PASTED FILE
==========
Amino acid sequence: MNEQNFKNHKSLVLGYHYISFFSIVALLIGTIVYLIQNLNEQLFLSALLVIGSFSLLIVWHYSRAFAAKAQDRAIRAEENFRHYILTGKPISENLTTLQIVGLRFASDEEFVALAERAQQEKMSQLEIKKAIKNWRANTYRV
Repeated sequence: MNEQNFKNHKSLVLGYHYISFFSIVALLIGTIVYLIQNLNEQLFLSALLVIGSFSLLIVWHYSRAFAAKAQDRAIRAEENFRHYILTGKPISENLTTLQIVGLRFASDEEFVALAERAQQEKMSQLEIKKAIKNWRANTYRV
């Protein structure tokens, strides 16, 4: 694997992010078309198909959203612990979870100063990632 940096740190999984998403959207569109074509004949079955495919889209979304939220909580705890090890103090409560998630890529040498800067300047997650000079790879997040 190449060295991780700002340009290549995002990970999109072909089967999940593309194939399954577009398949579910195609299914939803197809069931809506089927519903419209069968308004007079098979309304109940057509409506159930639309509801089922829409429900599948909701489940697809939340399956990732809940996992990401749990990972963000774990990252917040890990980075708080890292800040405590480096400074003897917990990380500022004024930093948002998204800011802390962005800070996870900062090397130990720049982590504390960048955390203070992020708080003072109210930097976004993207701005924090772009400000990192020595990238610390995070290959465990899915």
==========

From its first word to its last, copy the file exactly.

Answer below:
Amino acid sequence: MNEQNFKNHKSLVLGYHYISFFSIVALLIGTIVYLIQNLNEQLFLSALLVIGSFSLLIVWHYSRAFAAKAQDRAIRAEENFRHYILTGKPISENLTTLQIVGLRFASDEEFVALAERAQQEKMSQLEIKKAIKNWRANTYRV
Repeated sequence: MNEQNFKNHKSLVLGYHYISFFSIVALLIGTIVYLIQNLNEQLFLSALLVIGSFSLLIVWHYSRAFAAKAQDRAIRAEENFRHYILTGKPISENLTTLQIVGLRFASDEEFVALAERAQQEKMSQLEIKKAIKNWRANTYRV
């Protein structure tokens, strides 16, 4: 694997992010078309198909959203612990979870100063990632 940096740190999984998403959207569109074509004949079955495919889209979304939220909580705890090890103090409560998630890529040498800067300047997650000079790879997040 190449060295991780700002340009290549995002990970999109072909089967999940593309194939399954577009398949579910195609299914939803197809069931809506089927519903419209069968308004007079098979309304109940057509409506159930639309509801089922829409429900599948909701489940697809939340399956990732809940996992990401749990990972963000774990990252917040890990980075708080890292800040405590480096400074003897917990990380500022004024930093948002998204800011802390962005800070996870900062090397130990720049982590504390960048955390203070992020708080003072109210930097976004993207701005924090772009400000990192020595990238610390995070290959465990899915």